Most people think of lower back pain as an “older person’s” diagnosis, but it has become prevalent in children and adolescents. There are many causes ranging from joint inflammation as a part of disease, to injury due to participation in sports.
Often, the patient can pinpoint a moment when he lifted an object or moved a certain way, and had sudden onset of pain. Other times, the patient details a more gradual onset of pain during specific activities, such as bending, lifting, running, or walking. The pain can progress to the point that the patient is uncomfortable even at rest.
The common theme in both of these instances is that patients can attribute the onset of pain to movement. The typical response is to avoid that movement, thus preventing further discomfort. This is completely expected and there are times when this is an appropriate response, but in the case of low back pain, research shows just the opposite to be true.
Each vertebra of the lumbar spine has five different joints which have to move correctly for normal spinal motion to occur. When one of these joints becomes dysfunctional due to an abnormal pull or inadequate stabilization, it creates an atypical movement pattern, which is perceived as pain. By avoiding this movement, relief is gained.
Because avoiding the movement affords relief, this becomes a habit, further altering the biomechanics of the spine and trunk muscles. Here is where the problem worsens; atypical movement patterns are reinforced, creating further weakness and inflexibility, creating a vicious cycle. The brain is re-trained to associate movement with pain, and non-movement with relief. So, how does one avoid falling into this pattern?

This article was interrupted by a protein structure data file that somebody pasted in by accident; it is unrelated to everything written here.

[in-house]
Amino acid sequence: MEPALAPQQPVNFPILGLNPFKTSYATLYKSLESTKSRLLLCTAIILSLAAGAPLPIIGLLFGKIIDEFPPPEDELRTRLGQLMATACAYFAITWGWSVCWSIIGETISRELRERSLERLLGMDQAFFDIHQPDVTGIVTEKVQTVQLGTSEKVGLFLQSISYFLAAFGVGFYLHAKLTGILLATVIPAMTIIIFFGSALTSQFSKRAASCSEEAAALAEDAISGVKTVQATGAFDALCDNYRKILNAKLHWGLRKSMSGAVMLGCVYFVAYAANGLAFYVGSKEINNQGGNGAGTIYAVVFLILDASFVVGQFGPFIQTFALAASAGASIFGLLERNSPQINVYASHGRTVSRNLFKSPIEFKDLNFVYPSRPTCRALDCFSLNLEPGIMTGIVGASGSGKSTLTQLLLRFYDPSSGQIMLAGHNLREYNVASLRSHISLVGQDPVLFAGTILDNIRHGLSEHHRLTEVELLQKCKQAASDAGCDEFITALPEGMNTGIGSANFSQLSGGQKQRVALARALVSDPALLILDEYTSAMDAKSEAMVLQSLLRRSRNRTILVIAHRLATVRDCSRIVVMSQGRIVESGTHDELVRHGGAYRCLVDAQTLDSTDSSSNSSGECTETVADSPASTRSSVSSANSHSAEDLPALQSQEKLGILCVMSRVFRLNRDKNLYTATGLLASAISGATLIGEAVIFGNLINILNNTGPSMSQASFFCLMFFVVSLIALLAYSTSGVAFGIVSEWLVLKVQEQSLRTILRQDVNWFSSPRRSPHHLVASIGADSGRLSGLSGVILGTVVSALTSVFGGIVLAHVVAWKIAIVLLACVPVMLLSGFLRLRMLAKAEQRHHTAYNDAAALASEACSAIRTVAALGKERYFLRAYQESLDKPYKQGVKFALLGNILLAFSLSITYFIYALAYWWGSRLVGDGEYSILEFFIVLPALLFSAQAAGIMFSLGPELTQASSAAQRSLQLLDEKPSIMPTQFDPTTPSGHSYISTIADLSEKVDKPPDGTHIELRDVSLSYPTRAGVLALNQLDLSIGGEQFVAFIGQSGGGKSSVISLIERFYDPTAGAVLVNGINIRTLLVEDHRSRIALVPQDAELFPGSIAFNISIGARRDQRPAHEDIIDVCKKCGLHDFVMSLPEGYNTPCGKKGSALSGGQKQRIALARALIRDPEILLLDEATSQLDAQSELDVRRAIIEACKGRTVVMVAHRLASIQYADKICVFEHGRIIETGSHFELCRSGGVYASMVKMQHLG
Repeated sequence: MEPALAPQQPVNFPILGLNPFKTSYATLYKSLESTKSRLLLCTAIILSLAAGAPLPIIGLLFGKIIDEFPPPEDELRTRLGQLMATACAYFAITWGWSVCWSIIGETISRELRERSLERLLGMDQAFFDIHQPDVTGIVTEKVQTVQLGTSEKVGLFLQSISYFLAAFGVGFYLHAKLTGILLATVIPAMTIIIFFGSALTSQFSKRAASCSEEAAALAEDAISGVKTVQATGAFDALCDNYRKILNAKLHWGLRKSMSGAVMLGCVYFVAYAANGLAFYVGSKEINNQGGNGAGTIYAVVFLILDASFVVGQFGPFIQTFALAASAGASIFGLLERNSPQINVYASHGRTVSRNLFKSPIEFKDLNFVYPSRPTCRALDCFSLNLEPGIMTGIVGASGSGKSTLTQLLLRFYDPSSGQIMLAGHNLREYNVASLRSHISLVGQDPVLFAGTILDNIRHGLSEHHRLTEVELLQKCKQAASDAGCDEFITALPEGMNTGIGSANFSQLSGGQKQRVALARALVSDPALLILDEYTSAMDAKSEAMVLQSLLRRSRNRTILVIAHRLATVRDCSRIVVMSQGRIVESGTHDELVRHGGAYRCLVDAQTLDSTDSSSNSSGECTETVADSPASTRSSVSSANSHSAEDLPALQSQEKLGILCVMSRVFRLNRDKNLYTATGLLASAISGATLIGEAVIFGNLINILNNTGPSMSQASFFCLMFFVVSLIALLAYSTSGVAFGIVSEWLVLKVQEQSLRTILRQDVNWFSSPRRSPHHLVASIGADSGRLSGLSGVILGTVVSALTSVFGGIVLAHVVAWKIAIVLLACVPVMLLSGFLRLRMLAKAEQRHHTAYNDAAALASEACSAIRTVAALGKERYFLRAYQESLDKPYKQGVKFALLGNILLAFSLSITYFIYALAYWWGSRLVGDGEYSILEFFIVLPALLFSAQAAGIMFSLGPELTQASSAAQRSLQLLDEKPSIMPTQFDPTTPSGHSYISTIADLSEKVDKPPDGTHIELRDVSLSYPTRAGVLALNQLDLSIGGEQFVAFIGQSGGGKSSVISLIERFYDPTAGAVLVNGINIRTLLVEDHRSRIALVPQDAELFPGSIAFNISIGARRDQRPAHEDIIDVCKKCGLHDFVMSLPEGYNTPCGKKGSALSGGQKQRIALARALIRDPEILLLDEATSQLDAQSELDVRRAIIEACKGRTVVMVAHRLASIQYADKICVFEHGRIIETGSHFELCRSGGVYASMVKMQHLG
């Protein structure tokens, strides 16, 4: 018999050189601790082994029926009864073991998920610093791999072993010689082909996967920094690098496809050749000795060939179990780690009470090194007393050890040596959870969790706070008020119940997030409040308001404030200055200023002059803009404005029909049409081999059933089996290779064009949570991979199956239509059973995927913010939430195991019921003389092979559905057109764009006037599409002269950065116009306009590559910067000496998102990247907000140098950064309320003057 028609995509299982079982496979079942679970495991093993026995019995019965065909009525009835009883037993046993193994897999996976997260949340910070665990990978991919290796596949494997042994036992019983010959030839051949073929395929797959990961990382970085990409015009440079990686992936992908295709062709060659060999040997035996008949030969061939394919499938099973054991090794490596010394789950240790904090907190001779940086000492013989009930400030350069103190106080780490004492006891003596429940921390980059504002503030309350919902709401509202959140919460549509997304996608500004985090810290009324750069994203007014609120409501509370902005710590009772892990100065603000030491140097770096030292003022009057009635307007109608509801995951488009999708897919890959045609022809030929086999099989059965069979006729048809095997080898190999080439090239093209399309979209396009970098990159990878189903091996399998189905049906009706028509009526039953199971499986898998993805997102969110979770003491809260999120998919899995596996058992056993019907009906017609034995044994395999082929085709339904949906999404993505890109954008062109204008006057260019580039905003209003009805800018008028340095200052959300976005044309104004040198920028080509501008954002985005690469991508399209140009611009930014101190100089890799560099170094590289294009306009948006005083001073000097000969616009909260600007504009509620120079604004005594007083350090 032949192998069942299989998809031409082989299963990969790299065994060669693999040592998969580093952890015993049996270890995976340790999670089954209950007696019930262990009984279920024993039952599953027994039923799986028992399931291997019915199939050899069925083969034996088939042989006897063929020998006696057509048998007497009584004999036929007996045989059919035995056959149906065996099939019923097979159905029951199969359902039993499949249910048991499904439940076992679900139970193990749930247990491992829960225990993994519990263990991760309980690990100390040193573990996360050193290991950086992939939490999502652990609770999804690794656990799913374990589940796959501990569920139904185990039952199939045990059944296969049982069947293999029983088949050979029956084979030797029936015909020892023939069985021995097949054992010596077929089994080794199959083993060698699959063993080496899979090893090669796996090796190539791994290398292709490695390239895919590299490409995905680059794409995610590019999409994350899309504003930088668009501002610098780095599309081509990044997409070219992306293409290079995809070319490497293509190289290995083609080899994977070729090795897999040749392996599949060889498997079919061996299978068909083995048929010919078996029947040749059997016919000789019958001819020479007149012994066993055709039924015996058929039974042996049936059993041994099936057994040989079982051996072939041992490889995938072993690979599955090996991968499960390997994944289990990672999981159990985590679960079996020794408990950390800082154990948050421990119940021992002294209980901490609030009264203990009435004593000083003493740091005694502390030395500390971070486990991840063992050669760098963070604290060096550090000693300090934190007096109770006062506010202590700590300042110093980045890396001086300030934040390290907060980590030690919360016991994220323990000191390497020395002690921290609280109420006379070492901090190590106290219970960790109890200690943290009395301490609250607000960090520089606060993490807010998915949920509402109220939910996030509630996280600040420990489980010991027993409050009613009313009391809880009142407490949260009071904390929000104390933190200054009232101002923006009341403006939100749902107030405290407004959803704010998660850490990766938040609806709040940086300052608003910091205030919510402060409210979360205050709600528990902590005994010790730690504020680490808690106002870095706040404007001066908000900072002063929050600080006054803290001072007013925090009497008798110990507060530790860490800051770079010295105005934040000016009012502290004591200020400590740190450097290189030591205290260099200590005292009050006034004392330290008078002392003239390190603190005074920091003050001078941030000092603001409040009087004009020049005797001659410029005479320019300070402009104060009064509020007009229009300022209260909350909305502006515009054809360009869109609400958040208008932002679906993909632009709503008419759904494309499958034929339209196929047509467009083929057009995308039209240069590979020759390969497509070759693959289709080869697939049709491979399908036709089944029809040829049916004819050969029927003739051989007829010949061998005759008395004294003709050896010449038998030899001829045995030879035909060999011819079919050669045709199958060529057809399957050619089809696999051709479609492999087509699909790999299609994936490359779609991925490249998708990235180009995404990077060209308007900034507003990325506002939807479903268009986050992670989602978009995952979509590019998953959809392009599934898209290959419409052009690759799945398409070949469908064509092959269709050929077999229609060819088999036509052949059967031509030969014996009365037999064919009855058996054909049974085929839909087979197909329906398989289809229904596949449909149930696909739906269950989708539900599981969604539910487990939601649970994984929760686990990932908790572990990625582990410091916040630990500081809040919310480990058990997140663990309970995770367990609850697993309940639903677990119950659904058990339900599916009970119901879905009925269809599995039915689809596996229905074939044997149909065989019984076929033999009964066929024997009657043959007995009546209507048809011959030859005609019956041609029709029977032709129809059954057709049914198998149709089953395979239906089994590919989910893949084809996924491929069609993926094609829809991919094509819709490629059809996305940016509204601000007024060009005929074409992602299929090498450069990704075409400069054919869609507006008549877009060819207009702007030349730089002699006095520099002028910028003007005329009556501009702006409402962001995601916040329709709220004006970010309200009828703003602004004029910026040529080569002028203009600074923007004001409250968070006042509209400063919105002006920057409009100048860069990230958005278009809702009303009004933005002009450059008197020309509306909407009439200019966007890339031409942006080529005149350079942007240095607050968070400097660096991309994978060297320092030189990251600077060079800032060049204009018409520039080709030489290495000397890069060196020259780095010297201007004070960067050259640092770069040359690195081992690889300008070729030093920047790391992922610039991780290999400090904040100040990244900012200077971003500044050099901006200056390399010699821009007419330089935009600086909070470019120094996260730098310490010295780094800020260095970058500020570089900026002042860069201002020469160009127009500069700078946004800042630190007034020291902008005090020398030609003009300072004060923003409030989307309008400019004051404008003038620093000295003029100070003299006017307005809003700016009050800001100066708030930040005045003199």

The best way is to get up and move.
This may seem counter-intuitive, but one of the most effective ways to combat low back pain is to begin a walking and strengthening program. The walking program should begin and be progressed according to tolerance.
For example, a patient notes he is able to walk for 5 minutes, then has onset of back pain. If after another minute of walking, the pain continues to increase, this patient’s starting point is 5 minutes of walking. He should continue to walk 2-3 times per day, 5 minutes at a time, for a week. The next week, he should attempt to increase the time to 8-10 minutes, and so on.
The strengthening program should be targeted at correcting the coordination between the muscles of the abdomen, lower back, and hips in order to provide appropriate spinal stabilization and to correct the movement patterns that have lead to the onset of pain. The strengthening program is progressed according to tolerance and mastery.
Once the correct motor patterns are learned for appropriate spinal motion, relief is often gained. Patients are then able to monitor their symptoms appropriately, understanding which type of pain is dangerous, and which type is safe to work through.
Working through pain helps lessen the association between pain and movement. For more information on low back pain in children and adolescents, listen to our PediaCast, here. If you have questions regarding treatment for low back pain, please contact Nationwide Children’s Hospital Sports and Physical Therapy at 614-355-1381.
Catherine Claire Kopko, PT, DPT graduated from Denison University in 2008 with a Bachelor of Science in Biology with a concentration in neuroscience. During this time, she was a three-time all-conference softball player and an NSCA All-American in strength and conditioning.
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